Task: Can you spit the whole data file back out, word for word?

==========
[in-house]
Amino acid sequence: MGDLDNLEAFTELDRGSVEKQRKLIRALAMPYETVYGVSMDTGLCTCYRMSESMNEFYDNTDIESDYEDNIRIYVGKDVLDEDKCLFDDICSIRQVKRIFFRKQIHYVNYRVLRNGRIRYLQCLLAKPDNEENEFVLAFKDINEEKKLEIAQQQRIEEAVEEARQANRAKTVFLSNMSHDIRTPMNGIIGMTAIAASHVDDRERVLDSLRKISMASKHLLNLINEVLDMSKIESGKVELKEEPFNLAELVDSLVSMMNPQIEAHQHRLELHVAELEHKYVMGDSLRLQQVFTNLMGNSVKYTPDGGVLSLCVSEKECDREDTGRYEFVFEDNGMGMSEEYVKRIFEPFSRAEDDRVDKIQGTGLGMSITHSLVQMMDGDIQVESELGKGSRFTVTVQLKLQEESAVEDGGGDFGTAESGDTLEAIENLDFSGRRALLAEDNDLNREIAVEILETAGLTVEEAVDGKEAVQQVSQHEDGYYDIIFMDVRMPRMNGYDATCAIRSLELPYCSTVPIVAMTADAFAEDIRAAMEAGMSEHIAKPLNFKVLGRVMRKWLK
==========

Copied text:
[in-house]
Amino acid sequence: MGDLDNLEAFTELDRGSVEKQRKLIRALAMPYETVYGVSMDTGLCTCYRMSESMNEFYDNTDIESDYEDNIRIYVGKDVLDEDKCLFDDICSIRQVKRIFFRKQIHYVNYRVLRNGRIRYLQCLLAKPDNEENEFVLAFKDINEEKKLEIAQQQRIEEAVEEARQANRAKTVFLSNMSHDIRTPMNGIIGMTAIAASHVDDRERVLDSLRKISMASKHLLNLINEVLDMSKIESGKVELKEEPFNLAELVDSLVSMMNPQIEAHQHRLELHVAELEHKYVMGDSLRLQQVFTNLMGNSVKYTPDGGVLSLCVSEKECDREDTGRYEFVFEDNGMGMSEEYVKRIFEPFSRAEDDRVDKIQGTGLGMSITHSLVQMMDGDIQVESELGKGSRFTVTVQLKLQEESAVEDGGGDFGTAESGDTLEAIENLDFSGRRALLAEDNDLNREIAVEILETAGLTVEEAVDGKEAVQQVSQHEDGYYDIIFMDVRMPRMNGYDATCAIRSLELPYCSTVPIVAMTADAFAEDIRAAMEAGMSEHIAKPLNFKVLGRVMRKWLK